Neuropathic pain results from damage to, or dysfunction of, the system that normally signals pain. The International Association for the Study of Pain (IASP 2007) defines neuropathic pain as follows: ‘Pain initiated or caused by a primary lesion or dysfunction in the nervous system. Peripheral neuropathic pain occurs when the lesion or dysfunction affects the peripheral nervous system. Central pain may be retained as the term for when the lesion or dysfunction affects the central nervous system’. A review of the epidemiology of chronic pain found that there is still no accurate estimate available for the population prevalence of neuropathic pain.(Smith and Torrance 2010)
Neuropathic pain is often chronic, and can be severe and difficult to treat.(NICE 2010) The origin of neuropathic pain can be metabolic, inflammatory, infective or neoplastic, or can be due to an injury, compression or infiltration (e.g. by tumour) of peripheral nerves. Various conditions can cause neuropathic pain include diabetic neuropathy, postherpetic neuralgia and trigeminal neuralgia, pain following chemotherapy and HIV infection.
Neuropathic pain is commonly described as burning, stabbing, stinging, shooting, aching or electric shock-like in quality.(Sykes 1997; Galer 1995) The pain may superficial or deep, intermittent or constant, and can be spontaneous or be triggered by various stimuli.
Conventional management often involves the combined use of a range of pharmacological (e.g. amitriptyline, gabapentin, opioids, NSAIDs, topical treatments such as capsaicin and lidocaine) and non-drug approaches, (e.g. transcutaneous electrical nerve stimulation, psychological treatments, and specialist procedures to stimulate, block or destroy discrete areas of the nervous system.(Sykes 1997)
Galer BS. Neuropathic pain of peripheral origin: advances in pharmacologic treatment. Neurology 1995; 45 (suppl 9): S17-25.
International Association for the Study of Pain (2007). IASP Pain terminology [online]. Available: www.iasp-pain.org/AM/Template.cfm?Section=Home&Template=/CM/HTMLDisplay.cfm&ContentID=3058#Neuropathic
National Institute for Health and Clinical Excellence, 2010. CG96 Neuropathic pain - pharmacological management: full guideline [online]. Available: http://guidance.nice.org.uk/CG96/Guidance
Smith BH, Torrance N (2010) Neuropathic pain. In: Croft PR, editor. Chronic pain epidemiology: from aetiology to public health. Oxford: Oxford University Press, in press (ISBN 9780199235766)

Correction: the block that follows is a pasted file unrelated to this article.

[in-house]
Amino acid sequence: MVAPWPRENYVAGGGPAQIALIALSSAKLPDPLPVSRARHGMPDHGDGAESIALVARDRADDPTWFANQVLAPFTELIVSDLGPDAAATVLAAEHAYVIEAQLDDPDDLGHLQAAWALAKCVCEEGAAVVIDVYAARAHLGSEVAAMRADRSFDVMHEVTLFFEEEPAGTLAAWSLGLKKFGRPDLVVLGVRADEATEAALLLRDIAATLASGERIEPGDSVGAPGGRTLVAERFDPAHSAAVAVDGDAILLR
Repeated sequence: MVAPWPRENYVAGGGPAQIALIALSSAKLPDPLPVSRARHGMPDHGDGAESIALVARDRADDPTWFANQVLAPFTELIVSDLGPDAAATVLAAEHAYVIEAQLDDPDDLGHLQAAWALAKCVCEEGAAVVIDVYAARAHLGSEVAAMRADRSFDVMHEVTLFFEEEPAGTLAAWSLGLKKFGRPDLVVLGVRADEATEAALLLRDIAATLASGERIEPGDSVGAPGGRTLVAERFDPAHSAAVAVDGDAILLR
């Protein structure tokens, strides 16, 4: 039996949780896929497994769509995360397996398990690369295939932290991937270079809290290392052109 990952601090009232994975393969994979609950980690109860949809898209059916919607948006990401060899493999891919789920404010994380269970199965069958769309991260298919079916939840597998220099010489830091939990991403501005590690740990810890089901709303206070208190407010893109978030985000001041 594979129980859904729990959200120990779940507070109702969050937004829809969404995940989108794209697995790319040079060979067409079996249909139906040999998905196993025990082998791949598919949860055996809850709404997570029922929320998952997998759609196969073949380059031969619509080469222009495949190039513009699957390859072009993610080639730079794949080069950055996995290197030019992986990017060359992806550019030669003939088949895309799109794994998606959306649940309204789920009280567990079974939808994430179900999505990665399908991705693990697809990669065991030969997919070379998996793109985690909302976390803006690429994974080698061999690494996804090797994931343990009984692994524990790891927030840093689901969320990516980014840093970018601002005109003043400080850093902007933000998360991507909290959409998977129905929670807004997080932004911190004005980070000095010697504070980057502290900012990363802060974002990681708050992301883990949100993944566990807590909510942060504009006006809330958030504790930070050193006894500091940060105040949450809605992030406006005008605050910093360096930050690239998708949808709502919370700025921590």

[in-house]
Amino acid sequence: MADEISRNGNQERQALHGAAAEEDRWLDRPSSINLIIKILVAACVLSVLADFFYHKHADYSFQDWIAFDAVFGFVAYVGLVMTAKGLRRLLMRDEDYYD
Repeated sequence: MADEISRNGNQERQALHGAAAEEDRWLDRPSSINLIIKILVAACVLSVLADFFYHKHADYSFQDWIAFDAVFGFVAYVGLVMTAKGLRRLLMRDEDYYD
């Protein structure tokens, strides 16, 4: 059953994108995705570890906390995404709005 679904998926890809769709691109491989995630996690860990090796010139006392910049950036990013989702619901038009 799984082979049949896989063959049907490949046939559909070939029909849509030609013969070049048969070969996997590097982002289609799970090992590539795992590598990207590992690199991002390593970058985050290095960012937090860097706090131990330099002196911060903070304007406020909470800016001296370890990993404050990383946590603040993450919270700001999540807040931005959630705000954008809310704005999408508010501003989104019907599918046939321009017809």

Sykes J et al. Difficult pain problems. BMJ 1997; 315: 867-9.
This Factsheet focuses on the evidence for acupuncture in trigeminal neuralgia, chemical-induced neuropathy and neuropathy due to HIV infection. Diabetic neuropathy is discussed in the Type 2 diabetes mellitus Factsheet. There are also Factsheets on Sciatica and Cancer. Carpal tunnel syndrome and postherpetic neuralgia will be discussed in future Factsheets.
One systematic review of randomised controlled trials comparing acupuncture with carbamazepine for trigeminal neuralgia found acupuncture to be as effective as drug treatment, but to cause fewer unwanted effects.(Liu 2010) In single randomised controlled trials, electroacupuncture was found not to be effective for chronic painful neuropathy in general (Penza 2011); acupuncture was found to be more effective than cobamamide for peripheral neuropathy due to chemotherapy (Xu 2010); acupuncture plus acupoint injection was found to be more effective than carbamazepine for greater occipital neuralgia (Pan 2008); and neither acupuncture nor amitriptyline were found to be more effective than placebo for peripheral neuropathy due to HIV infection, but acupuncture was associated with reduced attrition and mortality rates(Shlay 1998; Shiflett 2011). Other non-randomised studies have found encouraging results with acupuncture for chemotherapy-induced neuropathy, HIV/AIDs-induced neuropathy, trigeminal neuralgia and peripheral neuropathy of undefined aetiology.(Donald 2011; Schrader 2007; Phillips 2004; Galantino 1999; Spacek 1998).
In summary, acupuncture seems to be at least as beneficial as the drugs it has been tested against, though in some circumstances neither may be very effective. As yet, there is insufficient research to indicate which patient groups it may be most helpful for. Acupuncture may offer additional benefits, from better sleep to reduced mortality, and probably has fewer side effects than pharmaceutical treatment.
In general, acupuncture is believed to stimulate the nervous system and cause the release of neurochemical messenger molecules. The resulting biochemical changes influence the body's homeostatic mechanisms, thus promoting physical and emotional well-being.
Research has shown that acupuncture treatment may specifically help to relieve neuropathic pain by: